# Lebesgue differentiation theorem

Let $f$ be a locally integrable function on ${\mathbb{R}}^{n}$ with Lebesgue measure^{} $m$, i.e. $f\in {L}_{\text{loc}}^{1}({\mathbb{R}}^{n})$. *Lebesgue’s differentiation ^{} theorem* basically says that for almost every $x$, the averages

^{}

$$\frac{1}{m(Q)}{\int}_{Q}|f(y)-f(x)|\mathit{d}y$$ |

converge to $0$ when $Q$ is a cube containing $x$ and $m(Q)\to 0$.

Formally, this means that there is a set $N\subset {\mathbb{R}}^{n}$ with $\mu (N)=0$, such that for every $x\notin N$ and $\epsilon >0$, there exists $\delta >0$ such that, for each cube $Q$ with $x\in Q$ and $$, we have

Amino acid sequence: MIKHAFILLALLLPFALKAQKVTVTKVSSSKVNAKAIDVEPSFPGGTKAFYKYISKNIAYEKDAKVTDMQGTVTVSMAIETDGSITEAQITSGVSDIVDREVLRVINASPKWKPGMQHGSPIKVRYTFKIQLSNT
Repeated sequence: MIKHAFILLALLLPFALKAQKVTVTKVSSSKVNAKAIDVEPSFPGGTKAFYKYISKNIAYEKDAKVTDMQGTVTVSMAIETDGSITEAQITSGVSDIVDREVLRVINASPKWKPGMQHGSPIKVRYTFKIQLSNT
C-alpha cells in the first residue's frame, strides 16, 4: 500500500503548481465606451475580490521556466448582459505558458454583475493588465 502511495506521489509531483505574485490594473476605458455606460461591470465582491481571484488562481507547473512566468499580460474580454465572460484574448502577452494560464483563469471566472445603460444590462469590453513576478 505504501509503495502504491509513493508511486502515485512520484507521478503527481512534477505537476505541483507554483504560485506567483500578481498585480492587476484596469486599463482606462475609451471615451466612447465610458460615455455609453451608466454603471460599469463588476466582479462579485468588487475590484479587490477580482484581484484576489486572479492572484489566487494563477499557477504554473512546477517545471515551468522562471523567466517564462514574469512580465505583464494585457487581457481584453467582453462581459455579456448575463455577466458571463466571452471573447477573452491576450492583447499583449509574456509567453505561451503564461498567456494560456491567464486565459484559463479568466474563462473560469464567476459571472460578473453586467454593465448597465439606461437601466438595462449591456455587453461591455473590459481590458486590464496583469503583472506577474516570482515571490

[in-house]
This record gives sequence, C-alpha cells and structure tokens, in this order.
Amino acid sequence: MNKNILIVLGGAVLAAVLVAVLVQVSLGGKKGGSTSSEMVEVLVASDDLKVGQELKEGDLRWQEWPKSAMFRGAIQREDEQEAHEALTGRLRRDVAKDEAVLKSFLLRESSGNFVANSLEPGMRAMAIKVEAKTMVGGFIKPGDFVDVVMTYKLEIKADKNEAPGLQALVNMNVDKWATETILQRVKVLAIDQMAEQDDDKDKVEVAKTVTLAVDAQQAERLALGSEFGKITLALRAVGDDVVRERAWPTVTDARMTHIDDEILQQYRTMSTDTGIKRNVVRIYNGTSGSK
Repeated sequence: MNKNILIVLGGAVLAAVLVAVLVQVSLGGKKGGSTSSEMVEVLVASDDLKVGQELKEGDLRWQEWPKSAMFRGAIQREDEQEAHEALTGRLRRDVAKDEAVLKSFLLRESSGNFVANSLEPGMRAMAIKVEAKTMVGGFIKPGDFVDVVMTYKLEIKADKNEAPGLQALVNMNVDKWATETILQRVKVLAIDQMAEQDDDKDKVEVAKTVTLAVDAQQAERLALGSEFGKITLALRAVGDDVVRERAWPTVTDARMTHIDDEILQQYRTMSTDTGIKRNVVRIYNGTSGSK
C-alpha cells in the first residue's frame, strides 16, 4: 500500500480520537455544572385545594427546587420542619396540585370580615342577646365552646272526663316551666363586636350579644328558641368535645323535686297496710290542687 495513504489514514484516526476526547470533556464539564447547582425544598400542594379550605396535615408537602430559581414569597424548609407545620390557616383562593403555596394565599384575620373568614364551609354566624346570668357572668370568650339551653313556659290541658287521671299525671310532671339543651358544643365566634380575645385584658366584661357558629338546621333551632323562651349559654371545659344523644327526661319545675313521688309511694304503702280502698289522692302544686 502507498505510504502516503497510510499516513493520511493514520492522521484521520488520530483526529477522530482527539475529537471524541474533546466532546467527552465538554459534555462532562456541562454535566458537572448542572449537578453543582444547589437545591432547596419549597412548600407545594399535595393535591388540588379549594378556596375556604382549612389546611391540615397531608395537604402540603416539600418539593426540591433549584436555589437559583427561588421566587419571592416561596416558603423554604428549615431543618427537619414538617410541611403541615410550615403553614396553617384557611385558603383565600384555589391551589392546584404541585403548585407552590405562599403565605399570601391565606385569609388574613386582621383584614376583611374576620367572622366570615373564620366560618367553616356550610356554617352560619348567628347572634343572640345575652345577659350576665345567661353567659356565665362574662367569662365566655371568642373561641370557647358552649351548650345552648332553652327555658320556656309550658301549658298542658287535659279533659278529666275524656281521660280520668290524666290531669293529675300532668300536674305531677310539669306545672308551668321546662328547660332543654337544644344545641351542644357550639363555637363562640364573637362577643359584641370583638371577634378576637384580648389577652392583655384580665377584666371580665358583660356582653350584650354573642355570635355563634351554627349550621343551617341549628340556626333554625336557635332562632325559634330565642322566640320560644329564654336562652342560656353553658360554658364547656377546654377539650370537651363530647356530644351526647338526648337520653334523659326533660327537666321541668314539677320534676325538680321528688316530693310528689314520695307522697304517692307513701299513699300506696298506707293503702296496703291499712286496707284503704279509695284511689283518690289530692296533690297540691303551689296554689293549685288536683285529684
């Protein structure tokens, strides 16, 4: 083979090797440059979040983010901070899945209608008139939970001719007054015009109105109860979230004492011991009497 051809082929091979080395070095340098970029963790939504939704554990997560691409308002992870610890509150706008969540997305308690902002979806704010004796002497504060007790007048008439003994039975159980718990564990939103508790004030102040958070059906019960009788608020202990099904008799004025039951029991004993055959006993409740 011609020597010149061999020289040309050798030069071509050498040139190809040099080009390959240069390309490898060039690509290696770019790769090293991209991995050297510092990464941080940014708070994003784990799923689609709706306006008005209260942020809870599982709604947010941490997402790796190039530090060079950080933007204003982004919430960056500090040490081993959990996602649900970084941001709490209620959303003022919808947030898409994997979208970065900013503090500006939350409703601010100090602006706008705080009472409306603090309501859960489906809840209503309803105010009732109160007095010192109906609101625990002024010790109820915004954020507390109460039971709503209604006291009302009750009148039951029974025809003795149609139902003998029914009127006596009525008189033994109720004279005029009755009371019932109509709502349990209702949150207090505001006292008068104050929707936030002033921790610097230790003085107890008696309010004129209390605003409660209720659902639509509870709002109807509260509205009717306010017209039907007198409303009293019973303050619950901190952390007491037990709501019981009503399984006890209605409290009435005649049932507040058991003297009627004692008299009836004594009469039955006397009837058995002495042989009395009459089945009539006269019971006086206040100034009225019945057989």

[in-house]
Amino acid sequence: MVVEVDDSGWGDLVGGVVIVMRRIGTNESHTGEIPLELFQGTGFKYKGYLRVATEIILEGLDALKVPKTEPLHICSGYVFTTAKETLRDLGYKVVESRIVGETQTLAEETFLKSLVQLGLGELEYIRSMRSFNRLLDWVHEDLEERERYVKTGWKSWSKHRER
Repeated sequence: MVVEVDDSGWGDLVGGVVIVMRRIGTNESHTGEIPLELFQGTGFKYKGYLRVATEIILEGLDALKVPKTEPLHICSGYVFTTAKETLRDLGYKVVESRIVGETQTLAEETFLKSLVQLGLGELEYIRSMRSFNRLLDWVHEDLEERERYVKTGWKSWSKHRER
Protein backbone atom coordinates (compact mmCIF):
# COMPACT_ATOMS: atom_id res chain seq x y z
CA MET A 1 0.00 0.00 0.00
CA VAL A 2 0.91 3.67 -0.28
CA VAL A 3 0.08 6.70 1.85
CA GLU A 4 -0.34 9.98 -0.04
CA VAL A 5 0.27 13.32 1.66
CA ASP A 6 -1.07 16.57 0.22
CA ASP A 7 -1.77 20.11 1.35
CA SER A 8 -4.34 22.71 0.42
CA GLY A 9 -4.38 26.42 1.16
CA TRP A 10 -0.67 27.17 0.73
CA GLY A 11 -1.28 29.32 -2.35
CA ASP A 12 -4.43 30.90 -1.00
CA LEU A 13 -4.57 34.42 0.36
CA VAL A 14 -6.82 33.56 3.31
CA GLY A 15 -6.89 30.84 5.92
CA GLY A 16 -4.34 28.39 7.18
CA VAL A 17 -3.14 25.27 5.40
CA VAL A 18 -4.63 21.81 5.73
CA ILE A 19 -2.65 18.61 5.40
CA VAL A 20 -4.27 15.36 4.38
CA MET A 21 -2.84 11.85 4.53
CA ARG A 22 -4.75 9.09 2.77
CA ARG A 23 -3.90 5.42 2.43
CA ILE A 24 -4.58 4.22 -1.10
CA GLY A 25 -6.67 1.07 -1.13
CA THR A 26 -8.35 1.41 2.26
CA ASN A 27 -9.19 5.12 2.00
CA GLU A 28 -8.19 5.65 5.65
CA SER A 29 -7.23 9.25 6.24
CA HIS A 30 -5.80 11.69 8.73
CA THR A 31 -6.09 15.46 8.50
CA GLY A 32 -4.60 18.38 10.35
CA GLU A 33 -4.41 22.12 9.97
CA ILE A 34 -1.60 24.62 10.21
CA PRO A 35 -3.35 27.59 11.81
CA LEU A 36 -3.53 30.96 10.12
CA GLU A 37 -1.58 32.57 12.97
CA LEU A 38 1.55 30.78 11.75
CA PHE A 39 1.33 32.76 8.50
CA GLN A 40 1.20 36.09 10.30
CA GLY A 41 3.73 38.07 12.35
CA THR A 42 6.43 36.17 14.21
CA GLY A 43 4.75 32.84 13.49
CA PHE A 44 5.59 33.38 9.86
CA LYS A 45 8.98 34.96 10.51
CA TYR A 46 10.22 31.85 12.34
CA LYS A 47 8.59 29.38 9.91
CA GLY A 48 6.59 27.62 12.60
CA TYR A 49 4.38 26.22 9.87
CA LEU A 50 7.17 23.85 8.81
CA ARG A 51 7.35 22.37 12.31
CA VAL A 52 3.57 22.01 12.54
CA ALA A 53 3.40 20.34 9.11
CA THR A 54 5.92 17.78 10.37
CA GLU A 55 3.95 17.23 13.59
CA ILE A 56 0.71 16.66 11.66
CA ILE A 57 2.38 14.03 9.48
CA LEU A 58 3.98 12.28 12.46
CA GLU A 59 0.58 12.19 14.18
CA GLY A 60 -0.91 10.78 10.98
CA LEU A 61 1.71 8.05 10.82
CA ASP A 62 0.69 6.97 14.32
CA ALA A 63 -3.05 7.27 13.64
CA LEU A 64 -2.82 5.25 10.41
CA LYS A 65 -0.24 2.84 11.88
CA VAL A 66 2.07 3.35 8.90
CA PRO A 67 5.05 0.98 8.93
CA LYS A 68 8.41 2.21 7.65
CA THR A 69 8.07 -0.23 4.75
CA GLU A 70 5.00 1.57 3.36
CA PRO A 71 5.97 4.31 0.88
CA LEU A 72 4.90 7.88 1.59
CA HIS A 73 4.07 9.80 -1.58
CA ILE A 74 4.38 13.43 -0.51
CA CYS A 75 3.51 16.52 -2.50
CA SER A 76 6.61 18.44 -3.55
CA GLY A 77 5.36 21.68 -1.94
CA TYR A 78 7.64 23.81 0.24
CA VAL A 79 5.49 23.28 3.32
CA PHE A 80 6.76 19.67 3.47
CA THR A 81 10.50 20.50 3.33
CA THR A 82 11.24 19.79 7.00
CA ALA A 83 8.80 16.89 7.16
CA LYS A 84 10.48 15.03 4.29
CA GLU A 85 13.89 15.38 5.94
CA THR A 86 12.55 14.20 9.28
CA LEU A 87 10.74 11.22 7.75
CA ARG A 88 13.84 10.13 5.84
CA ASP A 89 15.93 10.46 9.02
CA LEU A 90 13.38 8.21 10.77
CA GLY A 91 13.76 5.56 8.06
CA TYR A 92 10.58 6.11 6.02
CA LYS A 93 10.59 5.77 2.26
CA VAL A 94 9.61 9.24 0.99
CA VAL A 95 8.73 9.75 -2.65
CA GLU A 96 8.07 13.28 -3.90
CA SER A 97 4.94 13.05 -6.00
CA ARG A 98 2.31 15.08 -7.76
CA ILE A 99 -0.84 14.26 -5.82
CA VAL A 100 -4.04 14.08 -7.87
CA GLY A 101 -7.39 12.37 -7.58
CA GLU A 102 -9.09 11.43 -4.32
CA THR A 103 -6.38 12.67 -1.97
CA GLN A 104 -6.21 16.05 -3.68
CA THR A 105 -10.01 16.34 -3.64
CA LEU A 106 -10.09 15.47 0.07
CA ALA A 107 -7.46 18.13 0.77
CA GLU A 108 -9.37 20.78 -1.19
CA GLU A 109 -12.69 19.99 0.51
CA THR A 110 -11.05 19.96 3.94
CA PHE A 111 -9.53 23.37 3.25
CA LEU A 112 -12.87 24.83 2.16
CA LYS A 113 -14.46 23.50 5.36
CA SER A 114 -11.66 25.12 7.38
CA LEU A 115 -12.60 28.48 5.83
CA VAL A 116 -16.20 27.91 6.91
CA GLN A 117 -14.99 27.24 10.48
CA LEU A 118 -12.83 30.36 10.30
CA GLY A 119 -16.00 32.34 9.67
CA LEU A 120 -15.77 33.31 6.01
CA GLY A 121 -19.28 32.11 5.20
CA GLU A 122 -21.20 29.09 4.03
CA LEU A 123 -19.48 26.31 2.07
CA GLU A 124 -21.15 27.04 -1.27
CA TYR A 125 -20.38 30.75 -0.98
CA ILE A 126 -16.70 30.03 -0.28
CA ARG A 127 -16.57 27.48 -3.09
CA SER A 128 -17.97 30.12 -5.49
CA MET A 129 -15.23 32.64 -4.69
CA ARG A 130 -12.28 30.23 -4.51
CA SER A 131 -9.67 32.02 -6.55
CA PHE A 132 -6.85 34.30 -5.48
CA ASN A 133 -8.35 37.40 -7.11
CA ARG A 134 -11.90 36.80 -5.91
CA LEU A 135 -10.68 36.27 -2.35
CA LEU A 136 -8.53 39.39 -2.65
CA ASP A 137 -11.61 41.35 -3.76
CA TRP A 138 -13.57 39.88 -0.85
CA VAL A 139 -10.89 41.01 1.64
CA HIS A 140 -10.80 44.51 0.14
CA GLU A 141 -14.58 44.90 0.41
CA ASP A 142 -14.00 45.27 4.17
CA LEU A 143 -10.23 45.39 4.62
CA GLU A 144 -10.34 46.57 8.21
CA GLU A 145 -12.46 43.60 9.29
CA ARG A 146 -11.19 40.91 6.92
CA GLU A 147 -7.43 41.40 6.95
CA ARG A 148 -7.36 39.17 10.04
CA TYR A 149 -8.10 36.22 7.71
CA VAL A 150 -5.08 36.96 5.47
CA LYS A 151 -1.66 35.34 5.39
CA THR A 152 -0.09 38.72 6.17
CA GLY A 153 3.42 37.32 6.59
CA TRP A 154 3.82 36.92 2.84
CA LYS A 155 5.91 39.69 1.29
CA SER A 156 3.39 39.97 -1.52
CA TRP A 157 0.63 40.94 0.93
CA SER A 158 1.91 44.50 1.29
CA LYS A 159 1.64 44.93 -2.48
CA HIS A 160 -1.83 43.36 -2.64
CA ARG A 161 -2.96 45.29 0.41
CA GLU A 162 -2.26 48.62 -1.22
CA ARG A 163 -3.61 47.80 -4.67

$$ |

For $n=1$, this can be restated as an analogue of the fundamental theorem of calculus for Lebesgue integrals. Given a ${x}_{0}\in \mathbb{R}$,

$$\frac{d}{dx}{\int}_{{x}_{0}}^{x}f(t)\mathit{d}t=f(x)$$ |

for almost every $x$.

Title | Lebesgue differentiation theorem |
---|---|

Canonical name | LebesgueDifferentiationTheorem |

Date of creation | 2013-03-22 13:27:36 |

Last modified on | 2013-03-22 13:27:36 |

Owner | Koro (127) |

Last modified by | Koro (127) |

Numerical id | 9 |

Author | Koro (127) |

Entry type | Theorem |

Classification | msc 28A15 |